By Anne Dachel
Read Anne's comments and see the links to the articles after the jump.
Oct 1, 2013, The Olympian (Olympia, WA): Get facts on vaccinations to protect kids, others
Sept 30, 2013, International Business Times: Surgery To Stop Autistic Boy's Screaming Tic Raises Ethical Questions
Sept 30, 2013, Penn State News: Science trumps junk in treating autism
Sept 29, 2013, Springfield (IL) State Journal-Register: Therapy provides hope for parents of child with autism
Sept 29, 2013, WRAL Raleigh NC: After son's autism diagnosis, mom finds voice for her son, other families
The Olympian (Olympia, WA)
If officials really cared about why exempting parents are out there, they'd look into this. The failure of the medical community and health officials to honestly and thoroughly address the issue of vaccine safety defies logic. I ended up posting a number of my own infomercials (comments). If I could only post ONE---it would be to point out the need for a vax/non-vaxed study.
Every doctor on the planet who believes vaccines are safe and NOT CONNECTED TO AUTISM should be demanding that this research be done. What does it tell us that they're not? International Business Times
"What would you do if your child couldn't stop screaming?
"The parents of a 16-year-old boy with autism are breathing a little easier after a vocal cord surgery virtually eliminated his tendency to scream nearly 2,000 times a day. But the idea of separating a child's vocal cords to quiet him can be troubling, to say the least. Some autism rights advocates are furious, calling it tantamount to torture."
Since when have ethical questions ever played a part in autism? I posted one comment and asked that question. Penn State News
"Kimberly Schreck has met families who spent thousands of dollars, even remortgaged their homes, to pay for unproven treatments to try to help their autistic children.
"Desperate parents sometimes will try almost anything."
"Autism is a confusing range of complex neurodevelopment disorders characterized by social impairments, communication difficulties and repetitive behaviors. The Centers for Disease Control and Prevention estimates that one in 88 children has been identified with autism spectrum disorder. Boys are four times more likely than girls to have some form of autism.
"'They're such perplexing children," Foxx says. "They may show these splinter skills [skills mastered well ahead of a child's usual developmental sequence], which makes it difficult for parents. It's maddening.'.
"While some doctors tell parents that alternative treatments can't hurt, Schreck disagrees. A child with autism may need as much as 40 hours of effective behavioral services a week, she explains. When a family's weekly involvement in seeking treatment includes four hours of massage therapy, six hours of sitting with head phones on listening to random sounds and two hours having the child's urine analyzed, valuable time is lost for methods that actually work.
"Schreck and Foxx steer families toward applied behavior analysis (ABA), which teaches behaviors through a system of rewards and consequences. The National Institutes of Mental Health, the Surgeon General and the American Academy of Pediatrics have endorsed ABA as the clinical standard-of-care treatment for autism."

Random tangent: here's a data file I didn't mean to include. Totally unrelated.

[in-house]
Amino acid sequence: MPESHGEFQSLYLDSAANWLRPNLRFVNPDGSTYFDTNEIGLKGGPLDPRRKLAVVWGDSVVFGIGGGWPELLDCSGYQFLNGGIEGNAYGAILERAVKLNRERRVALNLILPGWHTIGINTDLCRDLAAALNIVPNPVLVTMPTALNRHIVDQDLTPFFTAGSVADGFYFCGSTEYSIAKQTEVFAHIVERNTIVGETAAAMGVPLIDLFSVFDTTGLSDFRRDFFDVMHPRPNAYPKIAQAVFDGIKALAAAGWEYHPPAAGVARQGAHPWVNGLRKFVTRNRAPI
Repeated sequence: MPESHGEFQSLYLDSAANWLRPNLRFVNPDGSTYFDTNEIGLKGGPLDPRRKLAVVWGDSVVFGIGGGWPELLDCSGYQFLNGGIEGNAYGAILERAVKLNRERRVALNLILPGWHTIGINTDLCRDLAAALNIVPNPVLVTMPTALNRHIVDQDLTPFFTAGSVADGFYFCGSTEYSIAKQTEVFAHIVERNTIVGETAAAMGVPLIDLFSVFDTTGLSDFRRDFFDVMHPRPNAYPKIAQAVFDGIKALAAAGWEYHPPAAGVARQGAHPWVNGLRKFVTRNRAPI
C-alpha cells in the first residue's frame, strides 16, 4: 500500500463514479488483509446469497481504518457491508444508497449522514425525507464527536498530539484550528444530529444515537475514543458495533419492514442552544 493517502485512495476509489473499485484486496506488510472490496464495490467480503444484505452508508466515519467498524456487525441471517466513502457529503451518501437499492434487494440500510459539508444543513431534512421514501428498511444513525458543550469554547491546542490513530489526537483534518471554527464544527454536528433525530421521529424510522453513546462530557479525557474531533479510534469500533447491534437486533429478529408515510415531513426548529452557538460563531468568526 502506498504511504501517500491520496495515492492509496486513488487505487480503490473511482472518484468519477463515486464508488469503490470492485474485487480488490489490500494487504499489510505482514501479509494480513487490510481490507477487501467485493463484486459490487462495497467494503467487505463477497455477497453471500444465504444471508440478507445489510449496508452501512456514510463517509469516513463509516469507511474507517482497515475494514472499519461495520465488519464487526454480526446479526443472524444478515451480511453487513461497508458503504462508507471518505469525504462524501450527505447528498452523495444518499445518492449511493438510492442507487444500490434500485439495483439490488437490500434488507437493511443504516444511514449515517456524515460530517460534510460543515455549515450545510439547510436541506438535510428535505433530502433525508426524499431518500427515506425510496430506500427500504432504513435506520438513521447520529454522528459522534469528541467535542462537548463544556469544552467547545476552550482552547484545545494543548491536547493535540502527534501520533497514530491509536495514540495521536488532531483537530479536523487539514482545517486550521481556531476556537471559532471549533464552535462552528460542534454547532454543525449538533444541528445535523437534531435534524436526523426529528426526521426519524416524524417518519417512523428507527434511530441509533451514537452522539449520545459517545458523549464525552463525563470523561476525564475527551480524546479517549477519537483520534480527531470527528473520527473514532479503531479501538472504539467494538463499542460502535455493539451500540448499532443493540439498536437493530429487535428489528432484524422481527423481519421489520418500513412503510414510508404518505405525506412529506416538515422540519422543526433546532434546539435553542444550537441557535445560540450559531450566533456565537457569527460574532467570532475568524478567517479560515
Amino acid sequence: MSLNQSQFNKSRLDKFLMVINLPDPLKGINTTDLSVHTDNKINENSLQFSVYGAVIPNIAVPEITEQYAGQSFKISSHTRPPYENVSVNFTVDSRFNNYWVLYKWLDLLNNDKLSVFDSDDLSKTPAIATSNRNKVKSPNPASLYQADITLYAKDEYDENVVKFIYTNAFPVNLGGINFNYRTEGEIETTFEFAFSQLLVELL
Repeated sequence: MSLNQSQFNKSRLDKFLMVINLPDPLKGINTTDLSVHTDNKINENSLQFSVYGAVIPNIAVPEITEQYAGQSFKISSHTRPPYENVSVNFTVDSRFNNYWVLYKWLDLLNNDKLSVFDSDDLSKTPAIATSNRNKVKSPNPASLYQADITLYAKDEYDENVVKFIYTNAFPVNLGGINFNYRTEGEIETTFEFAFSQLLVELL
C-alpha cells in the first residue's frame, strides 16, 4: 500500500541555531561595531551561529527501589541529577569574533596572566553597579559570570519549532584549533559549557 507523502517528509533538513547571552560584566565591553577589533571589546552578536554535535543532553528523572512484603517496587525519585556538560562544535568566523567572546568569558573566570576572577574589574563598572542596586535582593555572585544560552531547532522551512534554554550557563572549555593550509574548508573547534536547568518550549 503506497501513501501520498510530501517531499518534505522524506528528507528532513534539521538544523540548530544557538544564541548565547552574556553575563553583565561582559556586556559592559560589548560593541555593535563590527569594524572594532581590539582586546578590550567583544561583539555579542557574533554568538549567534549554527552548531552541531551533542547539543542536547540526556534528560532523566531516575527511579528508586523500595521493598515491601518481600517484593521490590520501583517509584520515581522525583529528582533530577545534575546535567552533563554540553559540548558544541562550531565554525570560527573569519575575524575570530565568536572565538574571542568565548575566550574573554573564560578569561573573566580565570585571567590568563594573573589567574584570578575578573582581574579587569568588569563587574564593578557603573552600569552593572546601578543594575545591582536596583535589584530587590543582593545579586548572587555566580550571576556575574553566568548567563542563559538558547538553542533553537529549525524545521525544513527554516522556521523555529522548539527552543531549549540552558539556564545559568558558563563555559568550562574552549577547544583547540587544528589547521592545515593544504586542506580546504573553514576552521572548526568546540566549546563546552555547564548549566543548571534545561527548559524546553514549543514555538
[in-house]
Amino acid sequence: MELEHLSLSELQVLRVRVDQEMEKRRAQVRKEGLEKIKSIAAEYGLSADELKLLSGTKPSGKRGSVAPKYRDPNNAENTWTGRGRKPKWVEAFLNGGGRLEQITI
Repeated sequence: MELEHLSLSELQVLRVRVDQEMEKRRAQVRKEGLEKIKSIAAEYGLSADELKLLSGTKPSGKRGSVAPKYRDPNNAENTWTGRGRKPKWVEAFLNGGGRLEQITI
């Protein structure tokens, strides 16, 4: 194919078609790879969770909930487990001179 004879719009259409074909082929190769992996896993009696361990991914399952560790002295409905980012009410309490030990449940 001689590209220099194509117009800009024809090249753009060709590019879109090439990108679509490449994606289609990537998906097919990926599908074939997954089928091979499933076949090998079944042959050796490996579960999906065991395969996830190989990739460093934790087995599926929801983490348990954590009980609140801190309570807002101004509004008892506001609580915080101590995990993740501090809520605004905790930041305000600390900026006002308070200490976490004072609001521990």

"Applied behavior analysis is based on more than 40 years of research and experimentation with people and animals, using scientifically based principles of learning that apply to everyone. ..."
"Perplexing children"? The only thing that helps is ABA. Except that if a child has severe gastric pain, all the ABA in the world isn't going to help.
How about sick and suffering children? These are psychologists who refuse to look at the physical health problems autistic children deal with. ABA is based on 40 years of experience? We haven't had 40 years of exploding autism rates. We know almost nothing about a disorder affecting 2 percent of children and Penn State seems to be determined to keep it that way.
A nice slam at anyone who explores alternative treatments for their ASD kids. Springfield (IL) State Journal-Register
"It has been nearly a year since Dana Summers heard her 3-year-old son speak.
"'He said 'Mama' and 'Dada' when he was younger, but even now, he doesn't say those words anymore. But he has before, so we know it's there. We know he's capable,' the 32-year-old mother from Springfield said."WRAL Raleigh NC
"Braxton Alford seemed to be hitting all the milestones 13 years ago when his preschool teacher started to note some changes.
"He wasn't talking as much or making eye contact - telltale signs that he might have autism. The teacher suggested the family get Braxton, then 3, tested at UNC-Chapel Hill's TEACCH Autism Program. The tests found that the preschooler had autism."
TWO STORIES--one from NC and one from IL---where we're told once again about CHILDREN WHO STOP SPEAKING. If a child suddenly couldn't see or hear, we wouldn't be so willing to shrug our shoulders and say, these things happen to kids all the time and dismiss it as just a mystery. But we do when it comes to a loss of speech in a child with autism.
Are we helpless pawns in the hands of the gods so that we just watch this happen over and over and over and merely crawl away and say nothing?
When it happened to my son 25 years ago, I would never have imagined that one day it would become commonplace and no one would care. No one would even ask why